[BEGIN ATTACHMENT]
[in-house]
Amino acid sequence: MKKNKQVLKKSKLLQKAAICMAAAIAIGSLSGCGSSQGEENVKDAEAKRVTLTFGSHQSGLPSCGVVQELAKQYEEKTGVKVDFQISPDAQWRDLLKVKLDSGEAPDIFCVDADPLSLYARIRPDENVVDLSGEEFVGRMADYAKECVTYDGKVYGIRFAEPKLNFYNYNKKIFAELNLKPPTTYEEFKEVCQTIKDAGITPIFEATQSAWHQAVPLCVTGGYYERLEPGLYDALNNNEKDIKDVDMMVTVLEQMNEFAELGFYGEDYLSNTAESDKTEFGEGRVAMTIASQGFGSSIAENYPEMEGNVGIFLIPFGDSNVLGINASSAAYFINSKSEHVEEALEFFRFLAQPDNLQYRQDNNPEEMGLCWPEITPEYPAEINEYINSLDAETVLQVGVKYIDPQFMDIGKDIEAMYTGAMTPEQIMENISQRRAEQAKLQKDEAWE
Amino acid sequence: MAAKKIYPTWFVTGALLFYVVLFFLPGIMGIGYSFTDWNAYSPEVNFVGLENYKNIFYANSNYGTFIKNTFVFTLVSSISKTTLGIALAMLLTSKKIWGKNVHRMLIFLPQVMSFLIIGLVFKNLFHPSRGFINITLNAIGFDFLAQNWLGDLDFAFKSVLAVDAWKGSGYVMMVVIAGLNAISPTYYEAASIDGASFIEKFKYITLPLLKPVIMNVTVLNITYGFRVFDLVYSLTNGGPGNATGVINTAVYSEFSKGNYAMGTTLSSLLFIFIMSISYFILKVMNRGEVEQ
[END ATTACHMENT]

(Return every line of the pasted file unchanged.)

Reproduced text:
[in-house]
Amino acid sequence: MKKNKQVLKKSKLLQKAAICMAAAIAIGSLSGCGSSQGEENVKDAEAKRVTLTFGSHQSGLPSCGVVQELAKQYEEKTGVKVDFQISPDAQWRDLLKVKLDSGEAPDIFCVDADPLSLYARIRPDENVVDLSGEEFVGRMADYAKECVTYDGKVYGIRFAEPKLNFYNYNKKIFAELNLKPPTTYEEFKEVCQTIKDAGITPIFEATQSAWHQAVPLCVTGGYYERLEPGLYDALNNNEKDIKDVDMMVTVLEQMNEFAELGFYGEDYLSNTAESDKTEFGEGRVAMTIASQGFGSSIAENYPEMEGNVGIFLIPFGDSNVLGINASSAAYFINSKSEHVEEALEFFRFLAQPDNLQYRQDNNPEEMGLCWPEITPEYPAEINEYINSLDAETVLQVGVKYIDPQFMDIGKDIEAMYTGAMTPEQIMENISQRRAEQAKLQKDEAWE
Amino acid sequence: MAAKKIYPTWFVTGALLFYVVLFFLPGIMGIGYSFTDWNAYSPEVNFVGLENYKNIFYANSNYGTFIKNTFVFTLVSSISKTTLGIALAMLLTSKKIWGKNVHRMLIFLPQVMSFLIIGLVFKNLFHPSRGFINITLNAIGFDFLAQNWLGDLDFAFKSVLAVDAWKGSGYVMMVVIAGLNAISPTYYEAASIDGASFIEKFKYITLPLLKPVIMNVTVLNITYGFRVFDLVYSLTNGGPGNATGVINTAVYSEFSKGNYAMGTTLSSLLFIFIMSISYFILKVMNRGEVEQ